French ‘salons’ in the 17th century

Madame de Rambouillet / en.wikipedia.org

Madame de Rambouillet / en.wikipedia.org

Aristocratic French ladies presided over salons invariably held in their extensive drawing rooms in the capital or at Versailles. Though all these ladies shared homes(with their husbands and children) in the countryside, they would never have dreamed of conjuring up such fashionable centres of cultured discourse in the rustic torpor of those dreamy chateaux. It was Paris, or Fontainebleau or Versailles for them.

The first of these grand ladies to encourage good conversation, literary criticism, political exchanges and other essentials of the intellectual life was Catherine de Vivonne, Marquise de Rambouillet, actually born at the end of the 16th century (1588) who nearly reached the age of eighty before dropping off her perch (died 1665).

This woman presided over the salon which dominated the aristocratic life of seventeenth century Paris, at the Hôtel de Rambouillet. The great influence which these regular meetings held over upper-class French life cannot be under-estimated, not under-esteemed. They were the fashion between roughly 1620 and 1645, and the glittering rooms were filled by writer/playwrights such as Corneille and Molière, other salonistes like Madame de Sevigné, and radical clergymen like Bossuet.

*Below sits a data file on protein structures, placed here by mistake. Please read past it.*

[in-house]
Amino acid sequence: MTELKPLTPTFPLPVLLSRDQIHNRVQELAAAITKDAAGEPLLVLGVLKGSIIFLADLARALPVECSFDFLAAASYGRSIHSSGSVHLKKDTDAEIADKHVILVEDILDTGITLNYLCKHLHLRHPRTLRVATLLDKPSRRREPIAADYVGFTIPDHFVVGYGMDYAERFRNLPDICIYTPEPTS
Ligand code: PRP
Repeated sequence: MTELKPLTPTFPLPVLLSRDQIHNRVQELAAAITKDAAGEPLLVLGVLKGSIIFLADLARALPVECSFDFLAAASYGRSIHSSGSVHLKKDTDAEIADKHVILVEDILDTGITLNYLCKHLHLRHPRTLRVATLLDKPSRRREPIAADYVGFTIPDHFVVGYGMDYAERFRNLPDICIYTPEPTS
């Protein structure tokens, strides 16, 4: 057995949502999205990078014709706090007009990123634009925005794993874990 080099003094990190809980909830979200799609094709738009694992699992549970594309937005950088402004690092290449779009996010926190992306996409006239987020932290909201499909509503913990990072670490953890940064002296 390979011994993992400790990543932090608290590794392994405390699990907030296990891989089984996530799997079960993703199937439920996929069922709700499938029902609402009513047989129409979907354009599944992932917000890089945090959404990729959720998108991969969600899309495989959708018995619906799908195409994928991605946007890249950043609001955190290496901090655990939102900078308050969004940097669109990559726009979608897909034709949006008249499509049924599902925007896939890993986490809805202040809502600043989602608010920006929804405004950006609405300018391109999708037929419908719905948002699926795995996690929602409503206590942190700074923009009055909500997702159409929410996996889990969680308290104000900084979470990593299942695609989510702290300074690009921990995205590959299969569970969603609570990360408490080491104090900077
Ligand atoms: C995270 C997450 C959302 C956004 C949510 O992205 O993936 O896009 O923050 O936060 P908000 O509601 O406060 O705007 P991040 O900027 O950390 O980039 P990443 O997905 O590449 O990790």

Madame la Marquise ordered refined refreshments while the philosophical conversation flowed, refined and in good taste. Husbands were invited and expected to listen, even occasionally to utter. In almost all cases the mansions belonged to the men anyway, but the salons and what was said in them were feminine territory.

Catherine de Vivonne liked to be known by the descriptive sobriquet of précieuse, but this did not prevent naughty Molière from mocking her in his play Les Précieuses Ridicules. After this play was successfully produced on the Paris stage the playwright was invited to attend salons rather less. The poet and playwright Racine, born 1639, was too young to have attended, but one doubts if he would have received a gracious invitation, as he was considered too literal, too rough and ready, both in the literary sense and the physical.

Louis XIII, King of France during the salon period, was not known to attend, probably because he always took the advice of his chilly Minister the Cardinal Richelieu (q.v.) who thought the salons too full of feminine gossip to attend.

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